Merton B. Myers

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Merton Bernell Myers
Born (1912-01-15)January 15, 1912
Long Island City, Queens, New York
Died March 10, 1943(1943-03-10) (aged 31)
South Atlantic Ocean
Allegiance United States of America
Service/branch United States Navy
Years of service 1939-1943
Rank Machinist's Mate First Class
Unit USS Eberle (DD-430)
Battles/wars World War II
Battle of the Atlantic
Awards Silver Star

Merton B. Myers (1912–1943) was a United States Navy sailor killed in action during World War II who received a posthumous Silver Star for his actions.

Biography[edit]

Merton Bernell Myers was born at Long Island City in Queens, New York, on January 15, 1912. He enlisted in the U.S. Navy on August 23, 1939 at Indianapolis, Indiana.[1]

As a machinist's mate first class, Myers was serving in the destroyer USS Eberle (DD-430) in the South Atlantic Ocean when on March 10, 1943 Eberle intercepted the German blockade runner Karin. Myers volunteered for the boarding party which valiantly tried to save Karin from demolition charges set by her crew. All efforts were to no avail; after helping his shipmates to escape the sinking death trap, Myers was killed in a violent explosion.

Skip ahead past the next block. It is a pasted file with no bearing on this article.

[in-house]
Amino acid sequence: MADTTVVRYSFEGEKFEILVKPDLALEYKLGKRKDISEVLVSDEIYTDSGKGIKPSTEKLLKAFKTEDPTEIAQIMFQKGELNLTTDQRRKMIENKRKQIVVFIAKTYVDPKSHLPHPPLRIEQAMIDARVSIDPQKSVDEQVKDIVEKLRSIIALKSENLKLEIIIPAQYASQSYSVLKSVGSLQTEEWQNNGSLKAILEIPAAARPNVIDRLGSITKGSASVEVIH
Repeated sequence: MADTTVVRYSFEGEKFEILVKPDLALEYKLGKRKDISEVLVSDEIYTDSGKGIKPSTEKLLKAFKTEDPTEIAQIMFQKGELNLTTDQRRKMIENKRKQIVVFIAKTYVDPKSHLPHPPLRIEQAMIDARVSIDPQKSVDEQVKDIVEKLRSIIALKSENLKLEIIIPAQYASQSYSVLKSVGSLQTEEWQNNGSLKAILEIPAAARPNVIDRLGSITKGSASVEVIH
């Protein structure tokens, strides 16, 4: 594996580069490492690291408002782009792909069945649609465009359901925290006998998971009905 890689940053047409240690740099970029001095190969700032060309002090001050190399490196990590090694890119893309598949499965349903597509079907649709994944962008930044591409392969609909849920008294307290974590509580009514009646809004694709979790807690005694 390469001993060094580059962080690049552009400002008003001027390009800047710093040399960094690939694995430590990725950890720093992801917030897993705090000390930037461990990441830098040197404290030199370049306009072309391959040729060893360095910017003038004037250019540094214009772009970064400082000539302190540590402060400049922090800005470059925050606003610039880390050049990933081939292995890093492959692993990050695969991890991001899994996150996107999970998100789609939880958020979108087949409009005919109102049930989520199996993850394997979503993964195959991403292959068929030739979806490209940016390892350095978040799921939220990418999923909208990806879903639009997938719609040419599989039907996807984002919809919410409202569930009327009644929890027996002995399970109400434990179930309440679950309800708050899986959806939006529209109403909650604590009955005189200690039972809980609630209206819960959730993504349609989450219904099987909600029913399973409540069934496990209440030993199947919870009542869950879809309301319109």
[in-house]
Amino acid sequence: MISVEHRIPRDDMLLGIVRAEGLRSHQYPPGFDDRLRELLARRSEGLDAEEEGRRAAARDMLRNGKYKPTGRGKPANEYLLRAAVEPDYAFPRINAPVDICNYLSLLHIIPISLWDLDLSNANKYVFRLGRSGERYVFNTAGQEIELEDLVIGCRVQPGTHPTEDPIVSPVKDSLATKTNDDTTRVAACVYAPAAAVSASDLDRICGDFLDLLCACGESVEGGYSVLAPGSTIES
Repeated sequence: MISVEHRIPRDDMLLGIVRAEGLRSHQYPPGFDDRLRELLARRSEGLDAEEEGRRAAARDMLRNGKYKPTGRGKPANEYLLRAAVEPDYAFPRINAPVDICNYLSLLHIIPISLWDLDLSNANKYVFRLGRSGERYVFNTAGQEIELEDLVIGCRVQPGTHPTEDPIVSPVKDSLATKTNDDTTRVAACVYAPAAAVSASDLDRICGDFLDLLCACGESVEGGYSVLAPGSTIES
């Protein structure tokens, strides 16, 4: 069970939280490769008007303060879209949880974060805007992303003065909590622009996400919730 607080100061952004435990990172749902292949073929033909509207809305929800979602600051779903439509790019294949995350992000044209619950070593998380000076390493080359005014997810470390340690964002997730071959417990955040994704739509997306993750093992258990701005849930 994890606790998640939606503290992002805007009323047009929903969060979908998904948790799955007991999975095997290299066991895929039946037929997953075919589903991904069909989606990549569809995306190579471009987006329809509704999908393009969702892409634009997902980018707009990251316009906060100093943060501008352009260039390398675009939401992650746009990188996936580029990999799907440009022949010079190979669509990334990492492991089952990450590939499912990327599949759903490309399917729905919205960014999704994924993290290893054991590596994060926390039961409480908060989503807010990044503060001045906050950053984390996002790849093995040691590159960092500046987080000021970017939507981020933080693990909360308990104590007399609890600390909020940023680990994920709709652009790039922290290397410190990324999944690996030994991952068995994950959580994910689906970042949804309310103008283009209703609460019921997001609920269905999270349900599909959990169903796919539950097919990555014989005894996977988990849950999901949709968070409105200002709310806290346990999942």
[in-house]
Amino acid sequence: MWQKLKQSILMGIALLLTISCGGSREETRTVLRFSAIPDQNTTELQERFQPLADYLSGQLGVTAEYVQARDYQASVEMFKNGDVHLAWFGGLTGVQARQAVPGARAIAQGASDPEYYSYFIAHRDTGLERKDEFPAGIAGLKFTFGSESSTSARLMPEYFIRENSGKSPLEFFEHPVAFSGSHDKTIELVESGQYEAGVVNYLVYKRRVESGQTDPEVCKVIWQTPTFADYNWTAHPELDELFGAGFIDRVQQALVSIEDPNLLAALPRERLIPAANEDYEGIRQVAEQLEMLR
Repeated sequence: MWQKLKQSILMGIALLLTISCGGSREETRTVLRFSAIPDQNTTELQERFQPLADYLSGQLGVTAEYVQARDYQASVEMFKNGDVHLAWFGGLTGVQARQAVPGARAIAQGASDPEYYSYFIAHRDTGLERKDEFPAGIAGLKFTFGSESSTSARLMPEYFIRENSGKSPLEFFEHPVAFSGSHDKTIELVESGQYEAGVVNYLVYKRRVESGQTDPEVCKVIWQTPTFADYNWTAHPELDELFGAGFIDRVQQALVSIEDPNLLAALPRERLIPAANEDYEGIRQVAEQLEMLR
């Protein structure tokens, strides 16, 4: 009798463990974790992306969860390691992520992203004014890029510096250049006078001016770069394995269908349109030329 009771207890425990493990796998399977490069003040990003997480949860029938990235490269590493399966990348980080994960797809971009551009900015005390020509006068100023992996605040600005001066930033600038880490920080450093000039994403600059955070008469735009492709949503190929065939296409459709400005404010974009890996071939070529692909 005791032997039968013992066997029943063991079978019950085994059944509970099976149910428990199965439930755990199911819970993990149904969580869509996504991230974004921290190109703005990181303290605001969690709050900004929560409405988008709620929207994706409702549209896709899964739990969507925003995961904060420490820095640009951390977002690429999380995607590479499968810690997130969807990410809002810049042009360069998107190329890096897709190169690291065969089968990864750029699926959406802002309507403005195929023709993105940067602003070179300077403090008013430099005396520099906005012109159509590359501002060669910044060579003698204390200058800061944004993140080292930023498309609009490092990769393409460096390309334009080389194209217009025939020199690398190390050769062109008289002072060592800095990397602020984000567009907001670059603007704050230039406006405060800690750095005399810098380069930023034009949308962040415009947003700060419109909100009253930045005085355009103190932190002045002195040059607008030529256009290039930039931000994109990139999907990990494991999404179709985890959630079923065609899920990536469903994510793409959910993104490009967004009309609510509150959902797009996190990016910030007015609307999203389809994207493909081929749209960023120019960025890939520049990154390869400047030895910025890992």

Awards[edit]

For his gallant sacrifice in the boarding of Karin, Myers was awarded the Silver Star posthumously.

Namesake[edit]

The U.S. Navy destroyer escort USS Myers (DE-595) was named for Machinist' Mate First Class Myers. She was converted during construction into the high-speed transport USS Myers (APD-105), and was in commission as such from 1945 to `1947.

See also[edit]

Notes[edit]

  1. ^ The Dictionary of Naval Fighting Ships provides identical birth dates and locations and identical enlistment dates and locations for both William J. Pattison (at http://www.history.navy.mil/danfs/w8/william_j_pattison.htm) and Merton B. Myers (at http://www.history.navy.mil/danfs/m16/myers.htm), both of whom died at the same time in the Karin boarding attempt. This almost impossible coincidence in both date and place of birth, of enlistment, and of death in action suggests that the Dictionary of Naval Fighting Ships is in error concerning some or all of this information for one or both men. Other sources merely repeat the Dictionary of American Naval Fighting Ships entries and are of no assistance in clearing up the matter.

References[edit]